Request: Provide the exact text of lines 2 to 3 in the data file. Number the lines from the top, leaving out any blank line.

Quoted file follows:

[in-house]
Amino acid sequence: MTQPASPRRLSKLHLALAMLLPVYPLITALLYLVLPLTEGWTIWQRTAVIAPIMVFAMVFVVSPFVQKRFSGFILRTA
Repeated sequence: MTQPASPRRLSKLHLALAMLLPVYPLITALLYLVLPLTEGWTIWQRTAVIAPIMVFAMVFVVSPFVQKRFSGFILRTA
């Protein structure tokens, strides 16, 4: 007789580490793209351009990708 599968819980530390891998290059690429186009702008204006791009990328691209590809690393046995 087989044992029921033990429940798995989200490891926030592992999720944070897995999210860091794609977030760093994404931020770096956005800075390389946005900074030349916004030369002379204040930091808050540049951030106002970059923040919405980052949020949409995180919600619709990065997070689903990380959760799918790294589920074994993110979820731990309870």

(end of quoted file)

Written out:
Amino acid sequence: MTQPASPRRLSKLHLALAMLLPVYPLITALLYLVLPLTEGWTIWQRTAVIAPIMVFAMVFVVSPFVQKRFSGFILRTA
Repeated sequence: MTQPASPRRLSKLHLALAMLLPVYPLITALLYLVLPLTEGWTIWQRTAVIAPIMVFAMVFVVSPFVQKRFSGFILRTA